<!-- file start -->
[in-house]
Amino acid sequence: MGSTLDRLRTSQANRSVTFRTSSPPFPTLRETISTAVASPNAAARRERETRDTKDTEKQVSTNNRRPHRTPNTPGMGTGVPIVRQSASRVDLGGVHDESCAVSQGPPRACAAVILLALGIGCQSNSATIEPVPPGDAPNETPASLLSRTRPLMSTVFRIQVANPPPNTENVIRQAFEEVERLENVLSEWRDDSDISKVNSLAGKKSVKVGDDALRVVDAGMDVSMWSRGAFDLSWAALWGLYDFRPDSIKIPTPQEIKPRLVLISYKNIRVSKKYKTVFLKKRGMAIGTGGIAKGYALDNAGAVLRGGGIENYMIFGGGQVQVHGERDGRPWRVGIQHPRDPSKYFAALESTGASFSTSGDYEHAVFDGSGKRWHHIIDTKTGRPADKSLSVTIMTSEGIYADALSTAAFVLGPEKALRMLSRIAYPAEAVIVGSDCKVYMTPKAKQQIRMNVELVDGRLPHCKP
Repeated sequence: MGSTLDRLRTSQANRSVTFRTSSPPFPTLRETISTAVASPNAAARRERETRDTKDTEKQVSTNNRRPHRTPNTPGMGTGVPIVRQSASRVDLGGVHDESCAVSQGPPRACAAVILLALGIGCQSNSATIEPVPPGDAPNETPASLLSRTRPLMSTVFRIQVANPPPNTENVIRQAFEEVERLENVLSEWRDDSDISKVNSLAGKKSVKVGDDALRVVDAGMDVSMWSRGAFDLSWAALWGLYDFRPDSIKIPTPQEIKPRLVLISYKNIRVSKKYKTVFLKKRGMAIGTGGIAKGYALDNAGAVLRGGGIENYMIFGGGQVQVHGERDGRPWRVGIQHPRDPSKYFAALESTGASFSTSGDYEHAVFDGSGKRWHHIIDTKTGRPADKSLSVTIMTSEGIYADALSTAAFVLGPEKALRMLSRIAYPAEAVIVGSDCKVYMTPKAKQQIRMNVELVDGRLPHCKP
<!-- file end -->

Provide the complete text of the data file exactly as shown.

[in-house]
Amino acid sequence: MGSTLDRLRTSQANRSVTFRTSSPPFPTLRETISTAVASPNAAARRERETRDTKDTEKQVSTNNRRPHRTPNTPGMGTGVPIVRQSASRVDLGGVHDESCAVSQGPPRACAAVILLALGIGCQSNSATIEPVPPGDAPNETPASLLSRTRPLMSTVFRIQVANPPPNTENVIRQAFEEVERLENVLSEWRDDSDISKVNSLAGKKSVKVGDDALRVVDAGMDVSMWSRGAFDLSWAALWGLYDFRPDSIKIPTPQEIKPRLVLISYKNIRVSKKYKTVFLKKRGMAIGTGGIAKGYALDNAGAVLRGGGIENYMIFGGGQVQVHGERDGRPWRVGIQHPRDPSKYFAALESTGASFSTSGDYEHAVFDGSGKRWHHIIDTKTGRPADKSLSVTIMTSEGIYADALSTAAFVLGPEKALRMLSRIAYPAEAVIVGSDCKVYMTPKAKQQIRMNVELVDGRLPHCKP
Repeated sequence: MGSTLDRLRTSQANRSVTFRTSSPPFPTLRETISTAVASPNAAARRERETRDTKDTEKQVSTNNRRPHRTPNTPGMGTGVPIVRQSASRVDLGGVHDESCAVSQGPPRACAAVILLALGIGCQSNSATIEPVPPGDAPNETPASLLSRTRPLMSTVFRIQVANPPPNTENVIRQAFEEVERLENVLSEWRDDSDISKVNSLAGKKSVKVGDDALRVVDAGMDVSMWSRGAFDLSWAALWGLYDFRPDSIKIPTPQEIKPRLVLISYKNIRVSKKYKTVFLKKRGMAIGTGGIAKGYALDNAGAVLRGGGIENYMIFGGGQVQVHGERDGRPWRVGIQHPRDPSKYFAALESTGASFSTSGDYEHAVFDGSGKRWHHIIDTKTGRPADKSLSVTIMTSEGIYADALSTAAFVLGPEKALRMLSRIAYPAEAVIVGSDCKVYMTPKAKQQIRMNVELVDGRLPHCKP